We know that the price of that redemption was one final sacrifice to God. The perfect sacrifice of God's own Son on the Cross. And we know that as that Sacrifice reached completion, the veil enclosing the "holy of holies" where God dwelled in the Temple was ripped from the top down to the bottom.5 The Presence of God would no longer dwell in the Temple -- the Old Covenant had been canceled and the New Covenant placed in force -- indeed the Temple would cease to exist and the animal sacrifices would come to an end, and those who had been God's people but called for the crucifixion of His Son would be evicted from the city in a few short years.

    This New Covenant -- the relationship of God to all people and not just a chosen few had been predicted in the Old Testament. Isaias the prophet, for example tells us: "On this mountain the Lord of hosts will provide for all peoples a feast of rich food and choice wines ... the Lord God will wipe away the tears from all faces ... He will destroy death forever." "I come to gather nations of every language; they shall come and see My glory ... distant coastlands that have never heard of My fame or seen My glory; they shall proclaim My Glory among the nations."7

    Perhaps even more to the point, and predictive of the New Covenant and the new Sacrifice, God says through Malachy: "I have no pleasure in you ... neither will I accept any sacrifice from your hands, for from the rising of the sun even to its setting, My name is great among the nations; and everywhere they will bring sacrifice to My name, and a pure offering."8

    And what exactly did this Son of God say? How was the individual man to acquire the graces of redemption? He instructed the Apostles: "Go an make disciples of all nations, baptizing them in the name of the Father and of the Son and of the Holy Ghost, teaching them to observe all that I have commanded you." "Go into the whole world and preach the Gospel to every creature. He who believes and is baptized shall be saved, but he who does not believe shall be condemned."10  The New Order bishops would have us believe that this did not apply to the Jewish people. That the "nations" were only the gentiles, the non-Jews! That "whole world and every creature" applied outside of Israel. They have no explanation, of course, for the fact that the Apostles all attempted to make converts of the Jews before moving on to other territories. In the Acts of the Apostles, before being persuaded to baptize the Centurion, Cornelius, Saint Peter tells us, "He sent His word to the children of Israel," "He charged us to preach to the people and to testify that it is He who has been appointed by God to judge the living and the dead."11 Up to this point Peter seems not to have considered baptizing anyone other than a Jew. "The faithful of the circumcision (the baptized Jews) were amazed because the grace of the Holy Ghost was poured out on the Gentiles."12 In the very next chapter God abolishes the Kosher food laws, there is further amazement about the baptism of gentiles, and it is clearly stated that up to that time the Apostles had preached exclusively to Jews. And even the great missionary to the Gentiles, Saint Paul, throughout his travels, always goes first to the local synagogue to see if he can make converts there.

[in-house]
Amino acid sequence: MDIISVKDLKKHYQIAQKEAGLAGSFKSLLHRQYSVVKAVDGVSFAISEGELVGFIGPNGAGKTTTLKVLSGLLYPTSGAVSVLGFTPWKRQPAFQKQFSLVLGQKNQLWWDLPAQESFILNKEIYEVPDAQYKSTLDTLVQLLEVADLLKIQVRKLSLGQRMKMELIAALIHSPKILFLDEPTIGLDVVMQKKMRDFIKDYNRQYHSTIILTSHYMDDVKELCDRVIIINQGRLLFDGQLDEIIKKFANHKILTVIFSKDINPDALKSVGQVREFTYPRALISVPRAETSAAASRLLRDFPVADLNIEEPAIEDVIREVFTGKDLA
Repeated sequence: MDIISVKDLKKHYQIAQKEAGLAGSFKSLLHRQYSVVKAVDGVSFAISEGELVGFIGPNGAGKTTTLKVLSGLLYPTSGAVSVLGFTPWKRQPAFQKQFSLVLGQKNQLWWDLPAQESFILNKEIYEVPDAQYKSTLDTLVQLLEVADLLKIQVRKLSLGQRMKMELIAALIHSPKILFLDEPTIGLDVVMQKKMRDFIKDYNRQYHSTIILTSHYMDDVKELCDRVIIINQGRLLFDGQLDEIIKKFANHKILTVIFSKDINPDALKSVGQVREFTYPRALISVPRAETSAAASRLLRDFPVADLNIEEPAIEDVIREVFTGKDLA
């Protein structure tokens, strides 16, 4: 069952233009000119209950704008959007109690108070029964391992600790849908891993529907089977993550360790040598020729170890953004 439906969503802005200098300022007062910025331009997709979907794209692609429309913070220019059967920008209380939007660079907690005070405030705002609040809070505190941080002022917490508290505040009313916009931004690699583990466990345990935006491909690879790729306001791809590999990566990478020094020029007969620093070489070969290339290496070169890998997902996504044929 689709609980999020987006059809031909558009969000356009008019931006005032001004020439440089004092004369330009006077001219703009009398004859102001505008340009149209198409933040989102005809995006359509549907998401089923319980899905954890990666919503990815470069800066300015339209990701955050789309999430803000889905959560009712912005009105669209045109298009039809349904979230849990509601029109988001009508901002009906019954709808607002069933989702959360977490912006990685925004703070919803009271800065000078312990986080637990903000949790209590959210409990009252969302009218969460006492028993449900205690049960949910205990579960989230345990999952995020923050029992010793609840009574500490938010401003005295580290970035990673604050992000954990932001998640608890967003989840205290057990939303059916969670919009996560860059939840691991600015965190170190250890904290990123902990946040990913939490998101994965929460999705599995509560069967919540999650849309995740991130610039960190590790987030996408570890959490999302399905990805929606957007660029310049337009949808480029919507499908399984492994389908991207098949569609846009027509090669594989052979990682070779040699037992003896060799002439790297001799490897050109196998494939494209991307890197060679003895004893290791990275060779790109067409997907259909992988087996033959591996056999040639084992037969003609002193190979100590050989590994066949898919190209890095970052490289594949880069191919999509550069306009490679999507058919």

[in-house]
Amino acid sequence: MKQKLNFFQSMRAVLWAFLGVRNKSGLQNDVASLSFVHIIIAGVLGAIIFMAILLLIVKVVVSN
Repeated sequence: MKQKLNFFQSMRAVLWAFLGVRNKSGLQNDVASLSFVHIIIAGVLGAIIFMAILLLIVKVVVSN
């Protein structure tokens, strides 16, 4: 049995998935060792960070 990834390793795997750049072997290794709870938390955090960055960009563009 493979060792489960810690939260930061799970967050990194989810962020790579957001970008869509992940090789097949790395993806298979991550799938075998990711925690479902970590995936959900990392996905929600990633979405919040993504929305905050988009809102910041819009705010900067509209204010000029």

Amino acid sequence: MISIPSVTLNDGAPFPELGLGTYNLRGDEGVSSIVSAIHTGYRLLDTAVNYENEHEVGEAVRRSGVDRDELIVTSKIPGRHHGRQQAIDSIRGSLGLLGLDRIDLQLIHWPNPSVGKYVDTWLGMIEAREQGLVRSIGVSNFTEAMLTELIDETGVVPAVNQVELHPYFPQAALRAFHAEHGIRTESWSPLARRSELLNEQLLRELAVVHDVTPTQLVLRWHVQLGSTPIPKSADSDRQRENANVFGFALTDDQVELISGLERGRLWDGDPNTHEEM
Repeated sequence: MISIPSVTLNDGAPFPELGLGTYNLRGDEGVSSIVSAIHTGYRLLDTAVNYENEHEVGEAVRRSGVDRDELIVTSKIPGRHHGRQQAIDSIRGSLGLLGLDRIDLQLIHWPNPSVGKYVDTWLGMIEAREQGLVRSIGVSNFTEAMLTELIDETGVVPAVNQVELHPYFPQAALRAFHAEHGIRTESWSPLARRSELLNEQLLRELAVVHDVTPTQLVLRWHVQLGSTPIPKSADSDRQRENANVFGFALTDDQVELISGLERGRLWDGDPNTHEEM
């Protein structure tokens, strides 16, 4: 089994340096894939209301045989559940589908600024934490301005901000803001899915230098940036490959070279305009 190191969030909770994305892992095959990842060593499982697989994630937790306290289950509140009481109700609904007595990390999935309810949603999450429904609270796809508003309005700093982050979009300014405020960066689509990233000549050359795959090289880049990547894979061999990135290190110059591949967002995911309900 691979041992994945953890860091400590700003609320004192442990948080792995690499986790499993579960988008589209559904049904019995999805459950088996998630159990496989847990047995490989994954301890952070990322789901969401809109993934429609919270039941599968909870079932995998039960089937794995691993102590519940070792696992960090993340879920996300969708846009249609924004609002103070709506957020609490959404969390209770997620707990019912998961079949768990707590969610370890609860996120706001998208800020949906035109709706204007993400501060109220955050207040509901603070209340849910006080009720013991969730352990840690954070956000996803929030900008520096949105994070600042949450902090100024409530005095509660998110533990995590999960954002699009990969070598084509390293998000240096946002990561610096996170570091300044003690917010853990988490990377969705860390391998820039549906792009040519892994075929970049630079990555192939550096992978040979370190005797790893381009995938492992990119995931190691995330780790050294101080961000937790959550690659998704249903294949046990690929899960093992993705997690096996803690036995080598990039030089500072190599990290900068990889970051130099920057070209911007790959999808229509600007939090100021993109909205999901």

Now, once again, I am not suggesting that anyone -- Jewish or otherwise -- ought to be forced to become a Catholic. I am not suggesting that anyone who is not of our Faith should be persecuted or mistreated in any way. Quite to the contrary, the greatest evil that any of us could work on another human being would be to keep him from the knowledge of Jesus Christ or deny him the saving waters of eternal life. No greater hate could you have for a man than to refuse to pray that he might believe and be baptized.

    It is most important to recognize that there is only one Truth -- one Way. There cannot be one truth for Jews and another for Gentiles, any more than there can be one truth for Americans and a different one for Africans and Europeans. We who are Christians must believe the words of Jesus Christ: "I am the way and the life and the truth. No one comes to the Father but through Me."13

    Pray for the conversion of the Jewish people; and of the Moslems and others while you are at it. And pray for the conversion of Bishops!

1  "Reflections on Covenant and Mission, "Consultation of the National Council of Synagogues and the Bishops Committee for Ecumenical and Interreligious Affairs, August 12, 2002.) Published by the Office of Communications, United States Conference of Catholic Bishops -- emphasis added.
2  Genesis iii.
3  Genesis iv; vi-ix.
4  Genesis xvii: 15-19; Exodus xii ff.
5  Matthew xxvii: 51.
6  Isaias xxv: 6-8.
7  Isaias lxvi: 18-19.
8  Malachia i: 10-11.
9  Matthew xxviii: 19
10  Mark xvi: 15-16.
11  Acts x: 34-48
12  Acts xi
13  John xiv: 6 -- emphasis added.